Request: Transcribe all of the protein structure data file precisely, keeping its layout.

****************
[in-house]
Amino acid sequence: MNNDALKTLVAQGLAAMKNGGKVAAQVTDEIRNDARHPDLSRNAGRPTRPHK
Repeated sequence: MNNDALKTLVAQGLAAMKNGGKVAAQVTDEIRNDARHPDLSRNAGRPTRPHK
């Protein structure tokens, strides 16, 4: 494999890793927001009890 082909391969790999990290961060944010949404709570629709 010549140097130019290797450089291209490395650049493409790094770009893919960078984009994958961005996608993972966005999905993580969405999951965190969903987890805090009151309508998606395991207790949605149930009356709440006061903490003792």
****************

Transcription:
[in-house]
Amino acid sequence: MNNDALKTLVAQGLAAMKNGGKVAAQVTDEIRNDARHPDLSRNAGRPTRPHK
Repeated sequence: MNNDALKTLVAQGLAAMKNGGKVAAQVTDEIRNDARHPDLSRNAGRPTRPHK
């Protein structure tokens, strides 16, 4: 494999890793927001009890 082909391969790999990290961060944010949404709570629709 010549140097130019290797450089291209490395650049493409790094770009893919960078984009994958961005996608993972966005999905993580969405999951965190969903987890805090009151309508998606395991207790949605149930009356709440006061903490003792």